Inflation, labor quality are top problems for owners
(TRENTON, NJ) – The labor shortage continues to be a major challenge for small businesses as owners compete for workers, according to NFIB’s monthly jobs report. Twenty-two percent of owners reported that labor quality was their top business problem, in second place behind inflation. Eight percent of owners cited labor costs as their top business problem, down three points from February. Small businesses reporting labor costs as the top business problem is at 48-year record high levels.
“The labor shortage has not eased on Main Street as the number of job openings exceeds the number of unemployed workers,” said Bill Dunkelberg, NFIB Chief Economist. “Owners have continued to increase their compensation in March to attract the right employees for their open positions, however, these rising labor costs will be passed on to their consumers through higher selling prices.”
“New Jersey small business owners remain pessimistic as labor quality and shortages are causing unprecedented challenges. Increasing compensation is a necessary reality, but sadly the only alternative for Main Street businesses is to pass the increasing costs onto customers,” said Eileen Kean, NFIB State Director.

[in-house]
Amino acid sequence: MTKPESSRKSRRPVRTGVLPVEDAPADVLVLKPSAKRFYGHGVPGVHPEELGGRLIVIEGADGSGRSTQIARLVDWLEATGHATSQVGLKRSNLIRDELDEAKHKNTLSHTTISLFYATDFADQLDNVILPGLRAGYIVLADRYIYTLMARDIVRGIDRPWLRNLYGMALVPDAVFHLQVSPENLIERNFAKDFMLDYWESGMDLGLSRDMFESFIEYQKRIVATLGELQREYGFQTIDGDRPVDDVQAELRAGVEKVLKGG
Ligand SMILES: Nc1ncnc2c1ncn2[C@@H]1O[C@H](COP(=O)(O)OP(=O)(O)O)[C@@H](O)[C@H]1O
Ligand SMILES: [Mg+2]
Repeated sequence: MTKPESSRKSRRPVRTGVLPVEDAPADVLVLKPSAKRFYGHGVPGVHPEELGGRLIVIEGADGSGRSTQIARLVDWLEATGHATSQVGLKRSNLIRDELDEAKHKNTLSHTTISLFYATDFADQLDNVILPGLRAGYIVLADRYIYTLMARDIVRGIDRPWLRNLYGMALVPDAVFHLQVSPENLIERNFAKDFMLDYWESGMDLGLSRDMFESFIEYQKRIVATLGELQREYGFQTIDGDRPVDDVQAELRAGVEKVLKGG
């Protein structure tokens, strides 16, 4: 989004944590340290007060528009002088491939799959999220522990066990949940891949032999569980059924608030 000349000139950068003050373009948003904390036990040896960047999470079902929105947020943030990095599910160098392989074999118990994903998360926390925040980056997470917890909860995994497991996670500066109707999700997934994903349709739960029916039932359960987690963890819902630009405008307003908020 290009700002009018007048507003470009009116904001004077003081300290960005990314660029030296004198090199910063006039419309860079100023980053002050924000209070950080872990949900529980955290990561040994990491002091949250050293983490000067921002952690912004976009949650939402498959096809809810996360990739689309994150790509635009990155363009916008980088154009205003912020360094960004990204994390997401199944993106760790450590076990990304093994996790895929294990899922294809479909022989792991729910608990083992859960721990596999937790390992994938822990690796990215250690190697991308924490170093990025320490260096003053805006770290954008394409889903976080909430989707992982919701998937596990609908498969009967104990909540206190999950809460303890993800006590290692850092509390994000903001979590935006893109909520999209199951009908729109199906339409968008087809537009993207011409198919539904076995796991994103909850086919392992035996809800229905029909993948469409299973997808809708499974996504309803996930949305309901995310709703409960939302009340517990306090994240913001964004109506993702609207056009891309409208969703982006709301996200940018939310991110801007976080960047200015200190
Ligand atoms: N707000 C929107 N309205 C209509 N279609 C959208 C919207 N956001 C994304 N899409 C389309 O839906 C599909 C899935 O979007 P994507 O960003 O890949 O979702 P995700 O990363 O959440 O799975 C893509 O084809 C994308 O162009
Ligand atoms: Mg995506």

A net 49% (seasonally adjusted) of owners reported raising compensation, up four points from February. A net 28% plan to raise compensation in the next three months, up two points from February.
Seasonally adjusted, 47% of all small business owners reported job openings they could not fill in the current period, down one point from February. Thirty-nine percent of owners have openings for skilled workers and 23% have openings for unskilled workers. A seasonally adjusted net 20% are planning to create new jobs in the next three months.
Overall, 60% of owners reported hiring or trying to hire in March. Ninety-two percent of those hiring or trying to hire reported few or no qualified applicants for the positions they were trying to fill. Thirty-two percent of owners reported few qualified applicants for their open positions and 23% reported none.
Sixty-two percent of construction firms reported few or no qualified applicants, one of the tightest domestic labor markets in recent history.